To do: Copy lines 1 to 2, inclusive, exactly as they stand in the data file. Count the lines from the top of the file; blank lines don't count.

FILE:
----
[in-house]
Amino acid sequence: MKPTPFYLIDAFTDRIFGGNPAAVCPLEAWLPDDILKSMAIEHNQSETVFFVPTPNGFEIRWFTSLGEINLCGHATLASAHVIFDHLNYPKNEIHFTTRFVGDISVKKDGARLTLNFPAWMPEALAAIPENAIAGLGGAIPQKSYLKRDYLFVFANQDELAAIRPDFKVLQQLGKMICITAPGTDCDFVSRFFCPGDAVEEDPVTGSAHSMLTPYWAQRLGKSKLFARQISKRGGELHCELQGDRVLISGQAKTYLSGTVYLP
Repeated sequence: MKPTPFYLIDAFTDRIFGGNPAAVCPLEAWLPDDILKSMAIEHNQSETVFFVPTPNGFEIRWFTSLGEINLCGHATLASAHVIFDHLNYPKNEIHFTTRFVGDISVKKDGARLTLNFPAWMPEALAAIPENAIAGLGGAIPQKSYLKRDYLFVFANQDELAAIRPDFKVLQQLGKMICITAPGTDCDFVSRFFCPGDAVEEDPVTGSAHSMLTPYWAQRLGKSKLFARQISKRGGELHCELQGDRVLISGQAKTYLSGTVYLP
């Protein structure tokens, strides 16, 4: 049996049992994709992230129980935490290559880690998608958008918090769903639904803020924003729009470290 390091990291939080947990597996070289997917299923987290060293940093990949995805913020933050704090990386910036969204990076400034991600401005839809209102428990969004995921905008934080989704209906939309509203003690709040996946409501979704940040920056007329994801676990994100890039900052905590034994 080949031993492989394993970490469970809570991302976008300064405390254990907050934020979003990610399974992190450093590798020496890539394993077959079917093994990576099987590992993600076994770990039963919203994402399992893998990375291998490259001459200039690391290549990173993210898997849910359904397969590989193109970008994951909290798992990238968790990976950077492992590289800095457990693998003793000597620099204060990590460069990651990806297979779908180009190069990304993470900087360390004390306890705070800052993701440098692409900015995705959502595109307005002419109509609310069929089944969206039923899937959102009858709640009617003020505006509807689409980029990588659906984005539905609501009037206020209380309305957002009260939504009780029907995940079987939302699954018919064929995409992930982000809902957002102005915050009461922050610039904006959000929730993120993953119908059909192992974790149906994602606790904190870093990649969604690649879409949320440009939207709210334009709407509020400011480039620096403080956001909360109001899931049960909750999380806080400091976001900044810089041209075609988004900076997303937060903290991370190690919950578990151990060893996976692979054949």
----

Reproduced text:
[in-house]
Amino acid sequence: MKPTPFYLIDAFTDRIFGGNPAAVCPLEAWLPDDILKSMAIEHNQSETVFFVPTPNGFEIRWFTSLGEINLCGHATLASAHVIFDHLNYPKNEIHFTTRFVGDISVKKDGARLTLNFPAWMPEALAAIPENAIAGLGGAIPQKSYLKRDYLFVFANQDELAAIRPDFKVLQQLGKMICITAPGTDCDFVSRFFCPGDAVEEDPVTGSAHSMLTPYWAQRLGKSKLFARQISKRGGELHCELQGDRVLISGQAKTYLSGTVYLP